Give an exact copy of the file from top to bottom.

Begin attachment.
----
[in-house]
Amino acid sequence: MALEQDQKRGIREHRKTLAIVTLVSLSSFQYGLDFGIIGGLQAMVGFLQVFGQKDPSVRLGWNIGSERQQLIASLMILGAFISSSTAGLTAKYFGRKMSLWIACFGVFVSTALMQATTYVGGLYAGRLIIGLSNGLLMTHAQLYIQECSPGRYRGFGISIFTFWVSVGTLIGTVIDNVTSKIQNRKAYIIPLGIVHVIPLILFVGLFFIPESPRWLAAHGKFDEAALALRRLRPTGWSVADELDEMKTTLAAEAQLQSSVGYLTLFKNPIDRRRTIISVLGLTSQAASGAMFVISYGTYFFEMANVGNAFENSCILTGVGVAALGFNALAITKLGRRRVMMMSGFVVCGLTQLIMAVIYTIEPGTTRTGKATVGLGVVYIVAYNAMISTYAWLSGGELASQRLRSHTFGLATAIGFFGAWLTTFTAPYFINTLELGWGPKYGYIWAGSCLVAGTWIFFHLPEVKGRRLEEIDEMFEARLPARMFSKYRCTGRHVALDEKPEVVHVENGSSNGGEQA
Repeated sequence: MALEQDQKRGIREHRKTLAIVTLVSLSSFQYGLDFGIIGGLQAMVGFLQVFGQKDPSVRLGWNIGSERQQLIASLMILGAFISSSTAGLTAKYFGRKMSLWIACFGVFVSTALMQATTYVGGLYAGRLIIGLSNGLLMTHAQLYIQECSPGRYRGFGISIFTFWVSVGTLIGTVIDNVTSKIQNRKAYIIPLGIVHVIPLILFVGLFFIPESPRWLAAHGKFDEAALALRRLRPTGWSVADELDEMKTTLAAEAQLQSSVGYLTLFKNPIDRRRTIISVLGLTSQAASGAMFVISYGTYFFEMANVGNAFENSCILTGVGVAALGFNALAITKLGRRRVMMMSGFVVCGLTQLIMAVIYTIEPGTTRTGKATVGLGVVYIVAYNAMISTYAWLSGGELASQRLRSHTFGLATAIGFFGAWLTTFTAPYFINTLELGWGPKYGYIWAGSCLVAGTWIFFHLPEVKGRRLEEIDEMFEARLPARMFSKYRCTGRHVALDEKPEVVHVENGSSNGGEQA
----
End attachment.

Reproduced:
[in-house]
Amino acid sequence: MALEQDQKRGIREHRKTLAIVTLVSLSSFQYGLDFGIIGGLQAMVGFLQVFGQKDPSVRLGWNIGSERQQLIASLMILGAFISSSTAGLTAKYFGRKMSLWIACFGVFVSTALMQATTYVGGLYAGRLIIGLSNGLLMTHAQLYIQECSPGRYRGFGISIFTFWVSVGTLIGTVIDNVTSKIQNRKAYIIPLGIVHVIPLILFVGLFFIPESPRWLAAHGKFDEAALALRRLRPTGWSVADELDEMKTTLAAEAQLQSSVGYLTLFKNPIDRRRTIISVLGLTSQAASGAMFVISYGTYFFEMANVGNAFENSCILTGVGVAALGFNALAITKLGRRRVMMMSGFVVCGLTQLIMAVIYTIEPGTTRTGKATVGLGVVYIVAYNAMISTYAWLSGGELASQRLRSHTFGLATAIGFFGAWLTTFTAPYFINTLELGWGPKYGYIWAGSCLVAGTWIFFHLPEVKGRRLEEIDEMFEARLPARMFSKYRCTGRHVALDEKPEVVHVENGSSNGGEQA
Repeated sequence: MALEQDQKRGIREHRKTLAIVTLVSLSSFQYGLDFGIIGGLQAMVGFLQVFGQKDPSVRLGWNIGSERQQLIASLMILGAFISSSTAGLTAKYFGRKMSLWIACFGVFVSTALMQATTYVGGLYAGRLIIGLSNGLLMTHAQLYIQECSPGRYRGFGISIFTFWVSVGTLIGTVIDNVTSKIQNRKAYIIPLGIVHVIPLILFVGLFFIPESPRWLAAHGKFDEAALALRRLRPTGWSVADELDEMKTTLAAEAQLQSSVGYLTLFKNPIDRRRTIISVLGLTSQAASGAMFVISYGTYFFEMANVGNAFENSCILTGVGVAALGFNALAITKLGRRRVMMMSGFVVCGLTQLIMAVIYTIEPGTTRTGKATVGLGVVYIVAYNAMISTYAWLSGGELASQRLRSHTFGLATAIGFFGAWLTTFTAPYFINTLELGWGPKYGYIWAGSCLVAGTWIFFHLPEVKGRRLEEIDEMFEARLPARMFSKYRCTGRHVALDEKPEVVHVENGSSNGGEQA